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FRI0056 Half of RA Patients Does not Receive Adequate Cardiovascular Risk Management despite A Very High 10-Year Cardiovascular Risk
  1. I. van den Oever1,
  2. E. Griep2,
  3. J. Griep-Wentink2,
  4. A. Jonker-Boerstra2,
  5. M. Dudok2,
  6. W. Lems3,
  7. A. Voskuyl3,
  8. M. Nurmohamed1
  1. 1Department of Rheumatology, Jan Van Breemen Research Institute | Reade, Amsterdam
  2. 2Department of Rheumatology, Antonius Hospital, Sneek
  3. 3Department of Rheumatology, VU Medical Centre, Amsterdam, Netherlands


Background Patients with rheumatoid arthritis (RA) have an increased risk for cardiovascular (CV) events. Since 2011, RA is considered as an independent risk factor for cardiovascular disease (CVD) in the Dutch cardiovascular risk management (CV-RM) guidelines [1]. To date it is unknown whether RA patients receive adequate preventive treatment for CV risk as described in the guidelines.

Objectives To investigate if and to what extent the Dutch CV-RM guidelines are implemented in the RA population.

Methods Consecutive patients were recruited from two outpatient rheumatology clinics: 1. Reade, Centre of revalidation and rheumatology in Amsterdam and 2. Antonius Hospital in Sneek. CV risk factors, including age, systolic blood pressure, smoking status and total cholesterol/HDL-cholesterol ratio were assessed and subsequently, the 10-years CV risk was calculated. A 10-year risk of developing a cardiovascular event of 20% or higher was classified as high CV risk. A risk below 10% was classified as low and 10 to 20% as intermediate CV risk.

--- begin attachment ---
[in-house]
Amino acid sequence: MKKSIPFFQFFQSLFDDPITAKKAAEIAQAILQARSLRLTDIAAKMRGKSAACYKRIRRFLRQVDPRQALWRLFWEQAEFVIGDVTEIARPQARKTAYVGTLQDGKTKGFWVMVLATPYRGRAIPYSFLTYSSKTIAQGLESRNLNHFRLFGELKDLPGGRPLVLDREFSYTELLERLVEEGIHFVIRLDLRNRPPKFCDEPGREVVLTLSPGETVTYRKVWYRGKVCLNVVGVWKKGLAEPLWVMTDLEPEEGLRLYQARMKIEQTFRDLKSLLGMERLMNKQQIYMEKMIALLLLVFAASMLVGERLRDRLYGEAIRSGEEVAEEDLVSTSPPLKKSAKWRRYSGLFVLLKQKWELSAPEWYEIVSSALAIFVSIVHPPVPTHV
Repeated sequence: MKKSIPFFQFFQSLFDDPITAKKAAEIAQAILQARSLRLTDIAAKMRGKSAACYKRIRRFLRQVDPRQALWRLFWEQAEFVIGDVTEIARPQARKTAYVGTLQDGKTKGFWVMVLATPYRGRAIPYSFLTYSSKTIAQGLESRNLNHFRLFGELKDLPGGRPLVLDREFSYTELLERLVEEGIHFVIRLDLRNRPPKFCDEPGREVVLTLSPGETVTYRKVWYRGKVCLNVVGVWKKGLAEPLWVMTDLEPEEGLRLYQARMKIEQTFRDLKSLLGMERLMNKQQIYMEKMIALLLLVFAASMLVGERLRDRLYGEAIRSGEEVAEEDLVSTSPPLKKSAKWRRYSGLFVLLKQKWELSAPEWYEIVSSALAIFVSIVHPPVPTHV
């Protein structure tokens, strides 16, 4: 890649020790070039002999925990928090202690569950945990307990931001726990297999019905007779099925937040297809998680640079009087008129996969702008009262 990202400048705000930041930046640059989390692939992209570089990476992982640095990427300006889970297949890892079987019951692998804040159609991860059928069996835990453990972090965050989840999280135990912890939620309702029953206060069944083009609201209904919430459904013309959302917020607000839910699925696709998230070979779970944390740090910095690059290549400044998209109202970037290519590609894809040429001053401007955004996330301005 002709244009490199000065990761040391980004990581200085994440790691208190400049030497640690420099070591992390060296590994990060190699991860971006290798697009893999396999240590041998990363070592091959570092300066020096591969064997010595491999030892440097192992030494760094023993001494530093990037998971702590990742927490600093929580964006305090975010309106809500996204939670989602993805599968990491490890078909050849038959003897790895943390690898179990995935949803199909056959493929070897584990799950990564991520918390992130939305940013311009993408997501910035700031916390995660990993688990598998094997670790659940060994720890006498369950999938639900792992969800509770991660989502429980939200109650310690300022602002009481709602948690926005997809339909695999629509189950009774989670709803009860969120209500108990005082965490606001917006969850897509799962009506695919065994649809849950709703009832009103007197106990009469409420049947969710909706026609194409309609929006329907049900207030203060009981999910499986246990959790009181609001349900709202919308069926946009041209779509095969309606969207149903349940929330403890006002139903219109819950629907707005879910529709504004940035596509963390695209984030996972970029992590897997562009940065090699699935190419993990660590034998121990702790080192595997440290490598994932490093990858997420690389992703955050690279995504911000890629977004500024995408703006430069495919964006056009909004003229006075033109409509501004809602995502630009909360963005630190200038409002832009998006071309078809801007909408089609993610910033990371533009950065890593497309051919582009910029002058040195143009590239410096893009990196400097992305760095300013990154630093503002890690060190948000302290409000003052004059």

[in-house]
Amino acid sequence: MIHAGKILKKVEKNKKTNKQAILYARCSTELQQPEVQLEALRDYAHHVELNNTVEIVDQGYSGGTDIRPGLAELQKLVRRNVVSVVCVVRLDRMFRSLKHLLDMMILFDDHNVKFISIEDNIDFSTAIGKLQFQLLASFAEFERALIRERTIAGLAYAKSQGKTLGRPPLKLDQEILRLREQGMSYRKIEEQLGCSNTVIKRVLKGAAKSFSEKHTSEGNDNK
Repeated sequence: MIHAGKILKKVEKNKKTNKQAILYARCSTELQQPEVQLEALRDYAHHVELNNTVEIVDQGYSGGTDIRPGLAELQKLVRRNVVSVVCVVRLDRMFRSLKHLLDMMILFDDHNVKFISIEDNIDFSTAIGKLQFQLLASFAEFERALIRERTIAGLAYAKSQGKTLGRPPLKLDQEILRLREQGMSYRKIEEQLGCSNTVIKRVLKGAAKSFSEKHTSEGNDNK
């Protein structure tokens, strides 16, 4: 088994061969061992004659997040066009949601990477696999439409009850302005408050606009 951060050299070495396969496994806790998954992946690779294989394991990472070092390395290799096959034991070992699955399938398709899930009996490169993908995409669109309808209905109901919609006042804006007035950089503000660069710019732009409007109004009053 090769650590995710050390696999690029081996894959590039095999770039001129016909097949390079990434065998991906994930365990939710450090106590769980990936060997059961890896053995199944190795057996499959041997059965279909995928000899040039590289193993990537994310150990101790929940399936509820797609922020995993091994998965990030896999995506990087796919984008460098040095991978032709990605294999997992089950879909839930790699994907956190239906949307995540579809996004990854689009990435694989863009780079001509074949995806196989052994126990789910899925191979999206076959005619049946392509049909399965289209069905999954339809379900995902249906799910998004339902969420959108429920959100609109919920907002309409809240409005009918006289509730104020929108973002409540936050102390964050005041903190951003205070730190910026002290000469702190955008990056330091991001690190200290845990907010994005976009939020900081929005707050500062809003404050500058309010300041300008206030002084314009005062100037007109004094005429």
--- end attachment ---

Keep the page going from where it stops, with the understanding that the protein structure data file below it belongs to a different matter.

Results In total, 390 RA patients were included in this study: 125 from Antonius Hospital and 265 from Reade.

Table 1 displays the relevant demographic and cardiovascular risk factors of the total population and the two rheumatology clinics separately.

Of the total group 269 RA patients (69%) had a high, 57 (15%) an intermediate and 64 (16%) a low 10-year CV risk (figure 2).

Ninety percent of the high CV risk patients should be treated with antihypertensive and/or statin treatment, however only 45% actually used one or both medications (figure 2).

Conclusions Two third of the RA patients have a high cardiovascular risk and need cardiovascular risk management. Strikingly, in half of these patients adequate CV-RM is lacking.

Therefore, strategies to optimize CV-RM in RA patients are urgently needed.


  1. The Dutch College of General Practitioners, Multidisciplinary guidelines for cardiovascular risk management, revision 2011

Disclosure of Interest None declared

DOI 10.1136/annrheumdis-2014-eular.3689

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